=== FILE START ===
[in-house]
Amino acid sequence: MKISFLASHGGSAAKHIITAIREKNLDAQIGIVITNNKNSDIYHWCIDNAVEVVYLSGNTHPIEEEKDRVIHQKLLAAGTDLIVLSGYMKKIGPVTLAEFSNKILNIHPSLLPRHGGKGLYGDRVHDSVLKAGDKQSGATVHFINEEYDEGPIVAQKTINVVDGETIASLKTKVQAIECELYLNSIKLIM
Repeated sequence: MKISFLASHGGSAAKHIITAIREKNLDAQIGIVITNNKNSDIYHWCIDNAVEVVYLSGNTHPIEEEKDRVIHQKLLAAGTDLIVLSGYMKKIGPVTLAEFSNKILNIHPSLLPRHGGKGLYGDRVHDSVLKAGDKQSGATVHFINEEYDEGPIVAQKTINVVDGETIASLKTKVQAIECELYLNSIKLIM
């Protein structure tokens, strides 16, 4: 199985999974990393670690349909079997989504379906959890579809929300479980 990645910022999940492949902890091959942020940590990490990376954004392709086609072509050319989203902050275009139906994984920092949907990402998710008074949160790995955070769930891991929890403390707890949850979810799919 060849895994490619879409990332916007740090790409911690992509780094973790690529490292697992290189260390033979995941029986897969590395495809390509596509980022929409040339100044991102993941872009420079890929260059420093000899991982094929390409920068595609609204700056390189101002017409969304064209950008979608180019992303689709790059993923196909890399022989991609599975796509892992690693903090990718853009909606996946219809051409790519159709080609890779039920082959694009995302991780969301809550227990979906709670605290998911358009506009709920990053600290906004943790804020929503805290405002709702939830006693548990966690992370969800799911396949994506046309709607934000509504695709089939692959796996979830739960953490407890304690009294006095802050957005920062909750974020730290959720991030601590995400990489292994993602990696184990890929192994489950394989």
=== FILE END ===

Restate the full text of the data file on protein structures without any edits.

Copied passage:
[in-house]
Amino acid sequence: MKISFLASHGGSAAKHIITAIREKNLDAQIGIVITNNKNSDIYHWCIDNAVEVVYLSGNTHPIEEEKDRVIHQKLLAAGTDLIVLSGYMKKIGPVTLAEFSNKILNIHPSLLPRHGGKGLYGDRVHDSVLKAGDKQSGATVHFINEEYDEGPIVAQKTINVVDGETIASLKTKVQAIECELYLNSIKLIM
Repeated sequence: MKISFLASHGGSAAKHIITAIREKNLDAQIGIVITNNKNSDIYHWCIDNAVEVVYLSGNTHPIEEEKDRVIHQKLLAAGTDLIVLSGYMKKIGPVTLAEFSNKILNIHPSLLPRHGGKGLYGDRVHDSVLKAGDKQSGATVHFINEEYDEGPIVAQKTINVVDGETIASLKTKVQAIECELYLNSIKLIM
């Protein structure tokens, strides 16, 4: 199985999974990393670690349909079997989504379906959890579809929300479980 990645910022999940492949902890091959942020940590990490990376954004392709086609072509050319989203902050275009139906994984920092949907990402998710008074949160790995955070769930891991929890403390707890949850979810799919 060849895994490619879409990332916007740090790409911690992509780094973790690529490292697992290189260390033979995941029986897969590395495809390509596509980022929409040339100044991102993941872009420079890929260059420093000899991982094929390409920068595609609204700056390189101002017409969304064209950008979608180019992303689709790059993923196909890399022989991609599975796509892992690693903090990718853009909606996946219809051409790519159709080609890779039920082959694009995302991780969301809550227990979906709670605290998911358009506009709920990053600290906004943790804020929503805290405002709702939830006693548990966690992370969800799911396949994506046309709607934000509504695709089939692959796996979830739960953490407890304690009294006095802050957005920062909750974020730290959720991030601590995400990489292994993602990696184990890929192994489950394989």